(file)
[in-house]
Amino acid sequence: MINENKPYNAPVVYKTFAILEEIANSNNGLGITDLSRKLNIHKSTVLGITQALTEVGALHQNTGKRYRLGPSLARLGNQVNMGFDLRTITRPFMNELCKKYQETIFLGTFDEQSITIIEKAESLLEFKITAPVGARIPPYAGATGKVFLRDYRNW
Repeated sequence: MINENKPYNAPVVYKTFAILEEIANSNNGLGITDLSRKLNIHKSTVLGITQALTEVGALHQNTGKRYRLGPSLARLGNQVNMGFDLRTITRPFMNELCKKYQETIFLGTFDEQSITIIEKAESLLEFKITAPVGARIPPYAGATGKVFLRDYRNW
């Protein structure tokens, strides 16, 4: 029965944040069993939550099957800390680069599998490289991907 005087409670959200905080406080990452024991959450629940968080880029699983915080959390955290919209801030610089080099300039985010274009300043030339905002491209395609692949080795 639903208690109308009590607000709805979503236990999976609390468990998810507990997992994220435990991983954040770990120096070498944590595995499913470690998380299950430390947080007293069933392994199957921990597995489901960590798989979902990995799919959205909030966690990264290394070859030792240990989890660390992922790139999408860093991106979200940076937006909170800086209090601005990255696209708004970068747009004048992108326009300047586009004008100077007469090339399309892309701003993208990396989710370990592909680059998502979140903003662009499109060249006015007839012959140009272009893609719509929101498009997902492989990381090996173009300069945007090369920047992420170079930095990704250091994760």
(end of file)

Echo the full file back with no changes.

[in-house]
Amino acid sequence: MINENKPYNAPVVYKTFAILEEIANSNNGLGITDLSRKLNIHKSTVLGITQALTEVGALHQNTGKRYRLGPSLARLGNQVNMGFDLRTITRPFMNELCKKYQETIFLGTFDEQSITIIEKAESLLEFKITAPVGARIPPYAGATGKVFLRDYRNW
Repeated sequence: MINENKPYNAPVVYKTFAILEEIANSNNGLGITDLSRKLNIHKSTVLGITQALTEVGALHQNTGKRYRLGPSLARLGNQVNMGFDLRTITRPFMNELCKKYQETIFLGTFDEQSITIIEKAESLLEFKITAPVGARIPPYAGATGKVFLRDYRNW
């Protein structure tokens, strides 16, 4: 029965944040069993939550099957800390680069599998490289991907 005087409670959200905080406080990452024991959450629940968080880029699983915080959390955290919209801030610089080099300039985010274009300043030339905002491209395609692949080795 639903208690109308009590607000709805979503236990999976609390468990998810507990997992994220435990991983954040770990120096070498944590595995499913470690998380299950430390947080007293069933392994199957921990597995489901960590798989979902990995799919959205909030966690990264290394070859030792240990989890660390992922790139999408860093991106979200940076937006909170800086209090601005990255696209708004970068747009004048992108326009300047586009004008100077007469090339399309892309701003993208990396989710370990592909680059998502979140903003662009499109060249006015007839012959140009272009893609719509929101498009997902492989990381090996173009300069945007090369920047992420170079930095990704250091994760």